One person wounded in German school shooting — police

One person wounded in German school shooting — police
Updated 19 May 2022

One person wounded in German school shooting — police

One person wounded in German school shooting — police
BERLIN: Shots were fired at a German school in the northern city of Bremerhaven on Thursday and one person was wounded, police said.
One person was detained after the shooting and the injured person was taken to hospital, they said.
German paper Bild had reported that a second suspect was on the run, armed with a crossbow. Police said they were looking into whether more than one person was involved.
The shooting took place at the Lloyd Gymnasium, Bild reported.
Online newspaper Nord24 said a schoolgirl who heard shots had called the police. Students barricaded themselves in their classrooms, it added.

Nearly 60m people internally displaced worldwide in 2021

Nearly 60m people internally displaced worldwide in 2021
Some 59.1 million people were registered as internally displaced worldwide in 2021. (File/AFP)
Updated 19 May 2022

Nearly 60m people internally displaced worldwide in 2021

Nearly 60m people internally displaced worldwide in 2021
  • Some 59.1 million people were registered as internally displaced worldwide in 2021
  • That marks the second-highest annual number of new internal displacements in a decade after 2020

GENEVA: Conflicts and natural disasters forced tens of millions to flee within their own country last year, pushing the number of internally displaced people to a record high, monitors said Thursday.
Some 59.1 million people were registered as internally displaced worldwide in 2021 — an all-time record expected to be broken again this year amid mass displacement inside war-torn Ukraine.
Around 38 million new internal displacements were reported in 2021, with some people forced to flee multiple times during the year, according to a joint report by the Internal Displacement Monitoring Center (IDMC) and the Norwegian Refugee Council (NRC).
That marks the second-highest annual number of new internal displacements in a decade after 2020, which saw record-breaking movement due to a string of natural disasters.
Last year, new internal displacements from conflict surged to 14.4 million — marking a 50-percent jump from 2020 and more than doubling since 2012, the report showed. And global internal displacement figures are only expected to grow this year, driven in particular by the war in Ukraine.
More than eight million people have already been displaced within the war-ravaged country since Russia’s full-scale invasion began on February 24, in addition to the more than six million who have fled Ukraine as refugees.
NRC chief Jan Egeland agreed, warning: “It has never been as bad as this.”
“The world is falling apart,” he told reporters. “The situation today is phenomenally worse than even our record figure suggests.”
In 2021, sub-Saharan Africa counted the most internal movements, with more than five million displacements reported in Ethiopia alone, as the country grappled with the raging and expanding Tigray conflict and a devastating drought.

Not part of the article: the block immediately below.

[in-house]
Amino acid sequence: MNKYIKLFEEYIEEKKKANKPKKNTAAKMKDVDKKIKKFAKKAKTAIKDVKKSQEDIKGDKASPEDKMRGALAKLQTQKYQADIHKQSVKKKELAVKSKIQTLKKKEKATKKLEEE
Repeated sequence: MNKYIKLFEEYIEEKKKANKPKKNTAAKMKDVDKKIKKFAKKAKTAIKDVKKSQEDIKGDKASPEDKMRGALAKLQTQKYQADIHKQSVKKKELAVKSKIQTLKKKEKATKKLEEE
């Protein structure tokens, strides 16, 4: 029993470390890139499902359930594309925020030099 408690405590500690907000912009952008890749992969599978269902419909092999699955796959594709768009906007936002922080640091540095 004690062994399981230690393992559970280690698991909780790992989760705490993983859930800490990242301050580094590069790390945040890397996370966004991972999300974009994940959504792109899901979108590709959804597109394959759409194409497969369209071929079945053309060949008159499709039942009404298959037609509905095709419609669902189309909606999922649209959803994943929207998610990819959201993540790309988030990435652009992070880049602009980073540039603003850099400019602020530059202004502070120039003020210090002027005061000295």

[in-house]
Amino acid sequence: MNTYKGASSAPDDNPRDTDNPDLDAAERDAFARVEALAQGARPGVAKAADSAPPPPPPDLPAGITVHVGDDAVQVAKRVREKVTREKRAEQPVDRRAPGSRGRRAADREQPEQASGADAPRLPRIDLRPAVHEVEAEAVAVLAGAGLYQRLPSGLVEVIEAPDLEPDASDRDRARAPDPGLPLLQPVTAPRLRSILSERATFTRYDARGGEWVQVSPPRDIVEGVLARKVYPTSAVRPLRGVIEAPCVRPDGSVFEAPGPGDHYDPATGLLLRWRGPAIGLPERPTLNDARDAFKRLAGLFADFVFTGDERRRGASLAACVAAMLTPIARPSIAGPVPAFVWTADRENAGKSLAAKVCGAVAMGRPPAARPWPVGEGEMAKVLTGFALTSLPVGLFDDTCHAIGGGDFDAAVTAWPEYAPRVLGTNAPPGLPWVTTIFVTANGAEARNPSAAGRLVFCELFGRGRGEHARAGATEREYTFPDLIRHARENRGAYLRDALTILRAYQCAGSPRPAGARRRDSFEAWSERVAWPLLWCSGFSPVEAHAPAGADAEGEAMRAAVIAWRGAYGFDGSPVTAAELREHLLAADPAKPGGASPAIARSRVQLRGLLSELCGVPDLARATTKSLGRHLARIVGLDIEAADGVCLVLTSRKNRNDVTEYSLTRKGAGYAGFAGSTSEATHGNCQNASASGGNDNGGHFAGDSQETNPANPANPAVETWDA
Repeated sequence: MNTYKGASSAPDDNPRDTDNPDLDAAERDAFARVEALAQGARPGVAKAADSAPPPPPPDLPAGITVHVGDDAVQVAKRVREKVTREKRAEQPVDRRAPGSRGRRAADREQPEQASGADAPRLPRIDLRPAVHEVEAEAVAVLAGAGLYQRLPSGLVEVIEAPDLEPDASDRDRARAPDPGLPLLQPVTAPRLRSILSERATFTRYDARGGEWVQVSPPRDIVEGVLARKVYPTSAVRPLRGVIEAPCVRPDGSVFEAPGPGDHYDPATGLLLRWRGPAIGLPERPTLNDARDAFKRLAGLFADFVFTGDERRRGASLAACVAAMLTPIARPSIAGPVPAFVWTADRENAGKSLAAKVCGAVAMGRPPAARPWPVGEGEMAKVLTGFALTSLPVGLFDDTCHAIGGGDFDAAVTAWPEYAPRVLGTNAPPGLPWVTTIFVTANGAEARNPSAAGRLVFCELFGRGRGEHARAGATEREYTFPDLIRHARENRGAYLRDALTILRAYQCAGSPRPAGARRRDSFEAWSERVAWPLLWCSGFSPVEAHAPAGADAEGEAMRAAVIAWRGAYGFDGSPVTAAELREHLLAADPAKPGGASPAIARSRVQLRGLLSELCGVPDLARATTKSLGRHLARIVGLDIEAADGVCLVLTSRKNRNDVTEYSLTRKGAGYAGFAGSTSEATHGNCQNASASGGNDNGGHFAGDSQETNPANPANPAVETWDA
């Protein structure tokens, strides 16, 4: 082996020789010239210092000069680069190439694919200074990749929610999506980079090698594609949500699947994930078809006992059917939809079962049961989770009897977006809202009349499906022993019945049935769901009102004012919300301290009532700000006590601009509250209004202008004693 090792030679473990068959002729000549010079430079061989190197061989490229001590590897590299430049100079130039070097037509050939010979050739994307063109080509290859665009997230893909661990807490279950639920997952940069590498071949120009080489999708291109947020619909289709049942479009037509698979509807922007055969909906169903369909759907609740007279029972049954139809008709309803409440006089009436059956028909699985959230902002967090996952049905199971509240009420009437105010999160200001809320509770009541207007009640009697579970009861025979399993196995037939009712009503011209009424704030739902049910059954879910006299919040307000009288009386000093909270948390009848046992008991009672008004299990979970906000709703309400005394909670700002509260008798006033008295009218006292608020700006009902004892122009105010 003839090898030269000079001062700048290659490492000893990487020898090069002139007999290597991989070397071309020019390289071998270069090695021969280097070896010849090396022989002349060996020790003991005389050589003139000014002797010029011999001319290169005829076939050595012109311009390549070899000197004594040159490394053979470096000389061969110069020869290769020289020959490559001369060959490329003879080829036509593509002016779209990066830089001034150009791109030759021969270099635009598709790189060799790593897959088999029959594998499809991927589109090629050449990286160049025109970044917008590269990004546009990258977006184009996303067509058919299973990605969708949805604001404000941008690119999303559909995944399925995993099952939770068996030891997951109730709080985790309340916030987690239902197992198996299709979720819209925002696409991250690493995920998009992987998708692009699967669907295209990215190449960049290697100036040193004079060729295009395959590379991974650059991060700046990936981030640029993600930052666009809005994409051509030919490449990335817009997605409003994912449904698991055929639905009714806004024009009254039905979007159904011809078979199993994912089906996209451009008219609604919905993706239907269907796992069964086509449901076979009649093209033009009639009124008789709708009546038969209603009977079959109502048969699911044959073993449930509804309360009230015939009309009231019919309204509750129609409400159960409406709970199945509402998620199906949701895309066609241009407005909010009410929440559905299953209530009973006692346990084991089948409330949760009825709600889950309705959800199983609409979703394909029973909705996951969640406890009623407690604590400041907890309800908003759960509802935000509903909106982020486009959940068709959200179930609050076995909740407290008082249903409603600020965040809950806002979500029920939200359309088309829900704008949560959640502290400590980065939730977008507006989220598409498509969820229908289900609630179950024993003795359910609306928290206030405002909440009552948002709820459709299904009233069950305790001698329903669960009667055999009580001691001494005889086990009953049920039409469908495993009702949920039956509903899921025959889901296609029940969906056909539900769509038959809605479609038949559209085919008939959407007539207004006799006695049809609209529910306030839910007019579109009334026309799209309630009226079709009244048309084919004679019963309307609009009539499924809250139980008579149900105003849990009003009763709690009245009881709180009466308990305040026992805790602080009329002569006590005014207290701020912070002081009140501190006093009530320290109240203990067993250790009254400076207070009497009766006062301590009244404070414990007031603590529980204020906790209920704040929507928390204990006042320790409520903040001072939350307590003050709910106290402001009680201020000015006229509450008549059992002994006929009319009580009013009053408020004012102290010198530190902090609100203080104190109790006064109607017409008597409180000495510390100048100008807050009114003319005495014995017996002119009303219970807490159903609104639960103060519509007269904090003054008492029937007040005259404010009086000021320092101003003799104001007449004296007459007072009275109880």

That marks the highest figure ever registered for a single country.

Unprecedented displacement numbers were also recorded last year in the Democratic Republic of Congo and Afghanistan, where the Taliban’s return to power, along with drought, saw many flee their homes. (File/AFP)

Unprecedented displacement numbers were also recorded last year in the Democratic Republic of Congo and Afghanistan, where the Taliban’s return to power, along with drought, saw many flee their homes.

The Middle East and North Africa region recorded its lowest number of new displacements in a decade, as the conflicts in Syria, Libya and Iraq de-escalated somewhat, but the overall number of displaced people in the region remained high.
Syria, where civil war has been raging for more than 11 years, still accounted for the world’s highest number of people living in internal displacement due to conflict — 6.7 million — at the end of 2021.
Despite the hike in conflict-related displacement, natural disasters continued to account for most new internal displacement, spurring 23.7 million such movements in 2021.
A full 94 percent of those were attributed to weather and climate-related disasters, like cyclones, monsoon rains, floods and droughts.
Experts say that climate change is increasing the intensity and frequency of such extreme weather events.


North Korea completes preparation for nuclear weapon test: Seoul lawmaker

North Korea completes preparation for nuclear weapon test: Seoul lawmaker
Updated 19 May 2022

North Korea completes preparation for nuclear weapon test: Seoul lawmaker

North Korea completes preparation for nuclear weapon test: Seoul lawmaker
  • Biden will arrive in Seoul late Friday for a series of summits
  • North Korea announced its first COVID-19 cases last week, and is now reporting hundreds of thousands of cases of “fever” daily

SEOUL: North Korea has completed preparations for a nuclear test and is seeking the best moment to carry it out, a South Korean lawmaker said Thursday, a day before US President Joe Biden is due to arrive in Seoul.
Despite North Korea’s recent Covid-19 outbreak, “preparations for a nuclear test have been completed and they are only looking for the right time,” lawmaker Ha Tae-keung told reporters after being briefed by Seoul’s National Intelligence Service.
The United States said earlier it believes there is a “genuine possibility” that North Korea could conduct a nuclear test while Biden is on his first trip as president to Asia.
Biden will arrive in Seoul late Friday for a series of summits.
“Our intelligence does reflect the genuine possibility” of nuclear-capable missile tests or a nuclear weapon test around the time of Biden’s trip, National Security Adviser Jake Sullivan said.
Satellite imagery indicates North Korea is preparing to conduct a nuclear test, and the United States and South Korea have been warning for weeks that it could come any day.
North Korea announced its first COVID-19 cases last week, and is now reporting hundreds of thousands of cases of “fever” daily, with analysts saying a test could help distract the regime from the outbreak.


Battle for Mariupol draws toward close after surrender

Battle for Mariupol draws toward close after surrender
Updated 19 May 2022

Battle for Mariupol draws toward close after surrender

Battle for Mariupol draws toward close after surrender
  • The plant was the only thing standing in the way of Russia declaring the full capture of Mariupol

KYIV: The battle that turned Mariupol into a worldwide symbol of defiance and suffering drew toward a close as Russia said nearly 1,000 last-ditch Ukrainian fighters who held out inside a pulverized steel plant had surrendered.